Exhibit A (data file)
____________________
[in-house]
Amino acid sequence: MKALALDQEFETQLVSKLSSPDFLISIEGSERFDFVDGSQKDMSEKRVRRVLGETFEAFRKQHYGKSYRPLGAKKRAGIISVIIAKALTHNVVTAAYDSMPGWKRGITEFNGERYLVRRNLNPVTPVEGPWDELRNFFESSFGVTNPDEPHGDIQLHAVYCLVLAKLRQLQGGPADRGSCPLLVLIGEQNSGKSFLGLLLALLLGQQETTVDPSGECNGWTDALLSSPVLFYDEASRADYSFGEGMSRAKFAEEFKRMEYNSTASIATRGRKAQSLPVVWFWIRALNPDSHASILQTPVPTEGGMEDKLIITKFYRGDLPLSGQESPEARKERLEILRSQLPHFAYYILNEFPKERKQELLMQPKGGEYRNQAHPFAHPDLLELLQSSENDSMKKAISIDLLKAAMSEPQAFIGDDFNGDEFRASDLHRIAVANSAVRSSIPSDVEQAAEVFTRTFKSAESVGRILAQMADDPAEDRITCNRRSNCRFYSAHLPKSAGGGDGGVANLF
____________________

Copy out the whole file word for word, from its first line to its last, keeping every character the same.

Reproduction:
[in-house]
Amino acid sequence: MKALALDQEFETQLVSKLSSPDFLISIEGSERFDFVDGSQKDMSEKRVRRVLGETFEAFRKQHYGKSYRPLGAKKRAGIISVIIAKALTHNVVTAAYDSMPGWKRGITEFNGERYLVRRNLNPVTPVEGPWDELRNFFESSFGVTNPDEPHGDIQLHAVYCLVLAKLRQLQGGPADRGSCPLLVLIGEQNSGKSFLGLLLALLLGQQETTVDPSGECNGWTDALLSSPVLFYDEASRADYSFGEGMSRAKFAEEFKRMEYNSTASIATRGRKAQSLPVVWFWIRALNPDSHASILQTPVPTEGGMEDKLIITKFYRGDLPLSGQESPEARKERLEILRSQLPHFAYYILNEFPKERKQELLMQPKGGEYRNQAHPFAHPDLLELLQSSENDSMKKAISIDLLKAAMSEPQAFIGDDFNGDEFRASDLHRIAVANSAVRSSIPSDVEQAAEVFTRTFKSAESVGRILAQMADDPAEDRITCNRRSNCRFYSAHLPKSAGGGDGGVANLF